Cross My Heart and Hope to Die, Stick a Needle in My Eye
Cross my heart…. the ubiquitous childhood pledge with the threat of an eye injection as the ultimate consequence for lying.
I guess that makes me the embodiment of evil. While my wife might not disagree with this, I sure hope that our patients aren’t miserable with the frequent eye injections some of them require in order to preserve their vision. We actually go to great lengths to minimize pain with intravitreal injections (IVI), and I thought it would be helpful to discuss this topic as we can absolutely use all of your help with this. This month I would like to discuss why injections can hurt, and how to mitigate this, both during the injection process as well as following the injection, as some patients can even have days of discomfort, which sounds like torture, and is very likely preventable.
While this might seem obvious, let’s first discuss why intravitreal injections might hurt. The main issues are 1) the needle, 2) the lid speculum, 3) the topical antiseptic (i.e. povidone iodine aka betadine), and 4) iatrogenic ocular surface disease from all of the above. If we tackle these one- by-one, we can minimize their impact and make the experience less uncomfortable. In fact, many of our patients (especially new patients and snowbirds who receive injections elsewhere) often happily remark that they can’t even believe we did the injection. The needle is the most obvious point, and perhaps the easiest to minimize. To start, with #1, the needle, we are very careful about our topical and local anesthesia, using what I call “layers” of numbing – we apply topical tetracaine, followed by a cotton pledget soaked in 4% lidocaine applied to the injection site, followed by either subconjunctival lidocaine or several minutes of topical Tetravisc. We then give the anesthesia 5-10 minutes to take effect before performing the IVI. For the injection itself, we nearly always use very small 32-gauge needles. For #2, the lid speculum, this is easy. At least for myself I simply do not use one. I gently retract the upper lid with my finger with no issues. Problem solved. For #3 and #4, these really go together and this is where we can use your help. Unfortunately, betadine is the most commonly-used topical antiseptic to prophylax against endophthalmitis, but it can sting like hell. While IVIs used to involve copious use of betadine, we now use only a drop or two on the injection site. Even with this, about 20% patients can 2 occasionally have lingering burning and discomfort. This mostly affects our patients with pre- existing ocular surface disease, including rosacea and dry eye syndrome. We can and do treat it with topical NSAIDs and occasionally corticosteroids, the best treatment is prevention and I frequently try to educate my patients on optimizing their ocular surface. This is where you all come in – while I am decent at Retina, I am not a great dry eye doctor. The extent of my advice is usually aggressive lubrication prior to the injections, but I nearly always encourage them to see their optometrist.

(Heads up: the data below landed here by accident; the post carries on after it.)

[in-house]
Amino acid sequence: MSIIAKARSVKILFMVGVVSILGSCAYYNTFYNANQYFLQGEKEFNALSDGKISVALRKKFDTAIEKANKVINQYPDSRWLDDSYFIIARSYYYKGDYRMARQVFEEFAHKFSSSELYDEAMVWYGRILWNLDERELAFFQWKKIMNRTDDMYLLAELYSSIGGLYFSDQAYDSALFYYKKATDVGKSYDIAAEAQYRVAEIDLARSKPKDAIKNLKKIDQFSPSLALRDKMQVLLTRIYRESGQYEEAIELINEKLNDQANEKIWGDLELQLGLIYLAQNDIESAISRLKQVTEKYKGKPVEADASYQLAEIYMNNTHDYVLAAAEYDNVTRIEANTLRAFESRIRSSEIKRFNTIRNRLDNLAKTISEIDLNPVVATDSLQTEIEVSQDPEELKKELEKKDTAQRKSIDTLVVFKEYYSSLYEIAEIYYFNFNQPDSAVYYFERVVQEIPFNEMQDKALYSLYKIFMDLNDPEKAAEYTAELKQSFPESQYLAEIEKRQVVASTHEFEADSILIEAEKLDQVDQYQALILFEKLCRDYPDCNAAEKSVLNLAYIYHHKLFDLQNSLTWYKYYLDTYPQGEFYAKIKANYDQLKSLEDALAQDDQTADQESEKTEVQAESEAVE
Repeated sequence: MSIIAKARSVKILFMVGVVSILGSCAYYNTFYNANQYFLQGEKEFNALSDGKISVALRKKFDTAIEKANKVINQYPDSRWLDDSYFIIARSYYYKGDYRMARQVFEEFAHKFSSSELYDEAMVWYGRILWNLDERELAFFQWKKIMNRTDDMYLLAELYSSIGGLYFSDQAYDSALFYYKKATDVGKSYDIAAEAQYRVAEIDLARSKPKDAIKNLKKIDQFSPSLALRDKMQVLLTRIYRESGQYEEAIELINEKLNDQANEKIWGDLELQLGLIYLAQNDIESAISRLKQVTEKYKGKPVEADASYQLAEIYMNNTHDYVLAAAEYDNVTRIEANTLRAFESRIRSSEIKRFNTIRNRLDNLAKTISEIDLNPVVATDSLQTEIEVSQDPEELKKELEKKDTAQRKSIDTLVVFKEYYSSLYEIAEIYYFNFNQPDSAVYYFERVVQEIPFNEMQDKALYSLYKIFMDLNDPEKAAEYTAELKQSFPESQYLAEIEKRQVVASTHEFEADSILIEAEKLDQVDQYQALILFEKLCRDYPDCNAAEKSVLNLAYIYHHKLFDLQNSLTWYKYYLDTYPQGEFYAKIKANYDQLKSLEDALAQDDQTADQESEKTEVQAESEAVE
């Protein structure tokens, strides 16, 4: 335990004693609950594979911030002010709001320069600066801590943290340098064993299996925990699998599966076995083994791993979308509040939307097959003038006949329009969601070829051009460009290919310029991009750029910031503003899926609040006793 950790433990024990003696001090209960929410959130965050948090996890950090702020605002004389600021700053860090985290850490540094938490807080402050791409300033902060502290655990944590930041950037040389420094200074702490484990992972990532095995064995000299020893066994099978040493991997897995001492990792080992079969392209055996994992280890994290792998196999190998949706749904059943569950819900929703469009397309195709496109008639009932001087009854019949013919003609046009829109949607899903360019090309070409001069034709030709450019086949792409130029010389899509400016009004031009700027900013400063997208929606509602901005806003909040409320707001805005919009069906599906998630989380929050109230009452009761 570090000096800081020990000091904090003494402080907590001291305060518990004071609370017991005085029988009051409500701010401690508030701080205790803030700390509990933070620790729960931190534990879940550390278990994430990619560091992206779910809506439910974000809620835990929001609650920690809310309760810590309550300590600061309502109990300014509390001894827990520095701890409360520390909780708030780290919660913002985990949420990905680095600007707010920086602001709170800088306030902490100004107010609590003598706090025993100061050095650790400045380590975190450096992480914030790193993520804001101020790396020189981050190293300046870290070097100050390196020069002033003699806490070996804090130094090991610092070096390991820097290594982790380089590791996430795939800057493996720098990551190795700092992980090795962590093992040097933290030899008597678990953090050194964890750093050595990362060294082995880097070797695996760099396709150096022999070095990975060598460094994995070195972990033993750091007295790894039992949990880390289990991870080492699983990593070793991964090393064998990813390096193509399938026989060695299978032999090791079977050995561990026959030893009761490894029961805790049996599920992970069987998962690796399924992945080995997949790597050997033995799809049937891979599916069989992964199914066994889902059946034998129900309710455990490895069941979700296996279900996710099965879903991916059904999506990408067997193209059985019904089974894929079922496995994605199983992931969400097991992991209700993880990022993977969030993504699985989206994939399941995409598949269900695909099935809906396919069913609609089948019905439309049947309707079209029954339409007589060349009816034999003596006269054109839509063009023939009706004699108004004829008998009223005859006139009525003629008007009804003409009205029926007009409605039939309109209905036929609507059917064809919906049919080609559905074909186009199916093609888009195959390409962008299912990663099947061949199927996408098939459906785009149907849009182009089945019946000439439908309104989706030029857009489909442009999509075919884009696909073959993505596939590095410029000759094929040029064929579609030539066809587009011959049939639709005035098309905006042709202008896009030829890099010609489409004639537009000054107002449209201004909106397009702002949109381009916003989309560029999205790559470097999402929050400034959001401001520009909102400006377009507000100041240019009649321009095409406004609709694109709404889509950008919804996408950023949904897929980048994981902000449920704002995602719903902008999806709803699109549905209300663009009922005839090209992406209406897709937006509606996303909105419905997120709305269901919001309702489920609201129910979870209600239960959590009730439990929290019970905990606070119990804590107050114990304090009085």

So, we can use your help. I am sure you all have patients receiving IVIs and if you do, please ask them about pain with the injections. If they have it, please let them know that it is mostly preventable and that the best thing is to probably work with you to develop a comprehensive plan for treating ocular surface disease. If anyone is interested, I would love to work together to develop guidelines for our patients, and maybe even study their effect. Maybe something similar to the DEWS stepladder algorithm for dry eye management. Might be a nice presentation or publication!
Well, that’s our Retinal Corner for this month. Please take care, everyone. As always, feel free to contact me anytime with questions.
Best wishes, and until next time,
Nikolas London, MD FACS
President and Director of Research, Retina Consultants San Diego
Chief of Ophthalmology, Scripps Memorial Hospital La Jolla
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